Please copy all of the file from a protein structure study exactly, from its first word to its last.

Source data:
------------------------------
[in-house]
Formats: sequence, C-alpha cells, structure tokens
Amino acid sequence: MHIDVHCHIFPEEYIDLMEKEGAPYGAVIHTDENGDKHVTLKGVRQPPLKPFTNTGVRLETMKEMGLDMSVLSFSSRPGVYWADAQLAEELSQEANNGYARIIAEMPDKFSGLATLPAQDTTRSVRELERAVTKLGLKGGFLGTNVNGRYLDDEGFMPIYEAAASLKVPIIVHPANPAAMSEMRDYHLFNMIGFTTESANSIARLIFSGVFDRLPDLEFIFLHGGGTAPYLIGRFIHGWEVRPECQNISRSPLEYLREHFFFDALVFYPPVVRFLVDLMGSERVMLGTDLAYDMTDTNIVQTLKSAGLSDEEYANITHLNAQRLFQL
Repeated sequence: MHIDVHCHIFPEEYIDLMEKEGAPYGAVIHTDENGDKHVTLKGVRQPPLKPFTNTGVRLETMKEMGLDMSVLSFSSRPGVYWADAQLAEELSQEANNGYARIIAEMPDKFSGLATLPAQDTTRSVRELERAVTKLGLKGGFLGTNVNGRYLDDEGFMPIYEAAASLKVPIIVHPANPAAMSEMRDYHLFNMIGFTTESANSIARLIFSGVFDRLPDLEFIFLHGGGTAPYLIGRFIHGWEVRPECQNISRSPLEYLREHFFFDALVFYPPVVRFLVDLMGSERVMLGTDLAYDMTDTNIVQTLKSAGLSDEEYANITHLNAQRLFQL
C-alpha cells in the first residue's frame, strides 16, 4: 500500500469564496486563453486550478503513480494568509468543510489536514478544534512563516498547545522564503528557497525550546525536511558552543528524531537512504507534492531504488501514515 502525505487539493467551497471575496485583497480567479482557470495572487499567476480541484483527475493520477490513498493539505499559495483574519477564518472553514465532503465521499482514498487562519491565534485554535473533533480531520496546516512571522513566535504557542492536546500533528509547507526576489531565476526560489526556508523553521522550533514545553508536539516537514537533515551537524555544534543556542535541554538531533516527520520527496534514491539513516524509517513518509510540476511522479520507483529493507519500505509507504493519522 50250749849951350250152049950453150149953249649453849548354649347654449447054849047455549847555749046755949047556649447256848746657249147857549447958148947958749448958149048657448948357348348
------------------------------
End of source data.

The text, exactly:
[in-house]
Formats: sequence, C-alpha cells, structure tokens
Amino acid sequence: MHIDVHCHIFPEEYIDLMEKEGAPYGAVIHTDENGDKHVTLKGVRQPPLKPFTNTGVRLETMKEMGLDMSVLSFSSRPGVYWADAQLAEELSQEANNGYARIIAEMPDKFSGLATLPAQDTTRSVRELERAVTKLGLKGGFLGTNVNGRYLDDEGFMPIYEAAASLKVPIIVHPANPAAMSEMRDYHLFNMIGFTTESANSIARLIFSGVFDRLPDLEFIFLHGGGTAPYLIGRFIHGWEVRPECQNISRSPLEYLREHFFFDALVFYPPVVRFLVDLMGSERVMLGTDLAYDMTDTNIVQTLKSAGLSDEEYANITHLNAQRLFQL
Repeated sequence: MHIDVHCHIFPEEYIDLMEKEGAPYGAVIHTDENGDKHVTLKGVRQPPLKPFTNTGVRLETMKEMGLDMSVLSFSSRPGVYWADAQLAEELSQEANNGYARIIAEMPDKFSGLATLPAQDTTRSVRELERAVTKLGLKGGFLGTNVNGRYLDDEGFMPIYEAAASLKVPIIVHPANPAAMSEMRDYHLFNMIGFTTESANSIARLIFSGVFDRLPDLEFIFLHGGGTAPYLIGRFIHGWEVRPECQNISRSPLEYLREHFFFDALVFYPPVVRFLVDLMGSERVMLGTDLAYDMTDTNIVQTLKSAGLSDEEYANITHLNAQRLFQL
C-alpha cells in the first residue's frame, strides 16, 4: 500500500469564496486563453486550478503513480494568509468543510489536514478544534512563516498547545522564503528557497525550546525536511558552543528524531537512504507534492531504488501514515 502525505487539493467551497471575496485583497480567479482557470495572487499567476480541484483527475493520477490513498493539505499559495483574519477564518472553514465532503465521499482514498487562519491565534485554535473533533480531520496546516512571522513566535504557542492536546500533528509547507526576489531565476526560489526556508523553521522550533514545553508536539516537514537533515551537524555544534543556542535541554538531533516527520520527496534514491539513516524509517513518509510540476511522479520507483529493507519500505509507504493519522 50250749849951350250152049950453150149953249649453849548354649347654449447054849047455549847555749046755949047556649447256848746657249147857549447958148947958749448958149048657448948357348348